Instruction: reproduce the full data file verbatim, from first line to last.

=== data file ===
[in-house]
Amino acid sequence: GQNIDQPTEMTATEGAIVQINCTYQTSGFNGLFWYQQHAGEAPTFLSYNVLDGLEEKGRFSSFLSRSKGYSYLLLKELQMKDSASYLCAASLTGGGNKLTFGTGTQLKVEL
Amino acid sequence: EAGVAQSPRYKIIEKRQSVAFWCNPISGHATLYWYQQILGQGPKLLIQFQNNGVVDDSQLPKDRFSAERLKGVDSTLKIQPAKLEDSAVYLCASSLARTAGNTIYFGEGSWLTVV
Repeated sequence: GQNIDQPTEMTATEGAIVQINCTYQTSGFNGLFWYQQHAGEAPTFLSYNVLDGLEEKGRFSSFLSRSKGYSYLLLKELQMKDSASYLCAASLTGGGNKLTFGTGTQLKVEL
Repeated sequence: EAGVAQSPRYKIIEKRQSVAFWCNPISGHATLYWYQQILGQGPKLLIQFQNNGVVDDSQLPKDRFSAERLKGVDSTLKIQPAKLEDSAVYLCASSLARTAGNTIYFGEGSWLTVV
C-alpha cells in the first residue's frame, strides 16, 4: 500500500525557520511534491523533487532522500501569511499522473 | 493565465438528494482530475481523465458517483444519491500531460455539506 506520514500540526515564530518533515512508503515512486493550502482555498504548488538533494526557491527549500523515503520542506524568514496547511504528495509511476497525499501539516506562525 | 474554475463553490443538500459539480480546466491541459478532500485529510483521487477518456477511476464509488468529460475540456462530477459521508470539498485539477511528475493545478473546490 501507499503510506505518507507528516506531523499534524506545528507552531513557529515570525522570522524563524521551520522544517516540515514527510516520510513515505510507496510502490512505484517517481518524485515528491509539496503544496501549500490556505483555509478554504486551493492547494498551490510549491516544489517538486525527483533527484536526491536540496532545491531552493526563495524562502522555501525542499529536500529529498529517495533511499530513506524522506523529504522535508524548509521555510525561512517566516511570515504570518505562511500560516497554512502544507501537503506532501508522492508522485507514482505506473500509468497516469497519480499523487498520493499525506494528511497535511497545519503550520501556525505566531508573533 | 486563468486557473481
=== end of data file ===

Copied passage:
[in-house]
Amino acid sequence: GQNIDQPTEMTATEGAIVQINCTYQTSGFNGLFWYQQHAGEAPTFLSYNVLDGLEEKGRFSSFLSRSKGYSYLLLKELQMKDSASYLCAASLTGGGNKLTFGTGTQLKVEL
Amino acid sequence: EAGVAQSPRYKIIEKRQSVAFWCNPISGHATLYWYQQILGQGPKLLIQFQNNGVVDDSQLPKDRFSAERLKGVDSTLKIQPAKLEDSAVYLCASSLARTAGNTIYFGEGSWLTVV
Repeated sequence: GQNIDQPTEMTATEGAIVQINCTYQTSGFNGLFWYQQHAGEAPTFLSYNVLDGLEEKGRFSSFLSRSKGYSYLLLKELQMKDSASYLCAASLTGGGNKLTFGTGTQLKVEL
Repeated sequence: EAGVAQSPRYKIIEKRQSVAFWCNPISGHATLYWYQQILGQGPKLLIQFQNNGVVDDSQLPKDRFSAERLKGVDSTLKIQPAKLEDSAVYLCASSLARTAGNTIYFGEGSWLTVV
C-alpha cells in the first residue's frame, strides 16, 4: 500500500525557520511534491523533487532522500501569511499522473 | 493565465438528494482530475481523465458517483444519491500531460455539506 506520514500540526515564530518533515512508503515512486493550502482555498504548488538533494526557491527549500523515503520542506524568514496547511504528495509511476497525499501539516506562525 | 474554475463553490443538500459539480480546466491541459478532500485529510483521487477518456477511476464509488468529460475540456462530477459521508470539498485539477511528475493545478473546490 501507499503510506505518507507528516506531523499534524506545528507552531513557529515570525522570522524563524521551520522544517516540515514527510516520510513515505510507496510502490512505484517517481518524485515528491509539496503544496501549500490556505483555509478554504486551493492547494498551490510549491516544489517538486525527483533527484536526491536540496532545491531552493526563495524562502522555501525542499529536500529529498529517495533511499530513506524522506523529504522535508524548509521555510525561512517566516511570515504570518505562511500560516497554512502544507501537503506532501508522492508522485507514482505506473500509468497516469497519480499523487498520493499525506494528511497535511497545519503550520501556525505566531508573533 | 486563468486557473481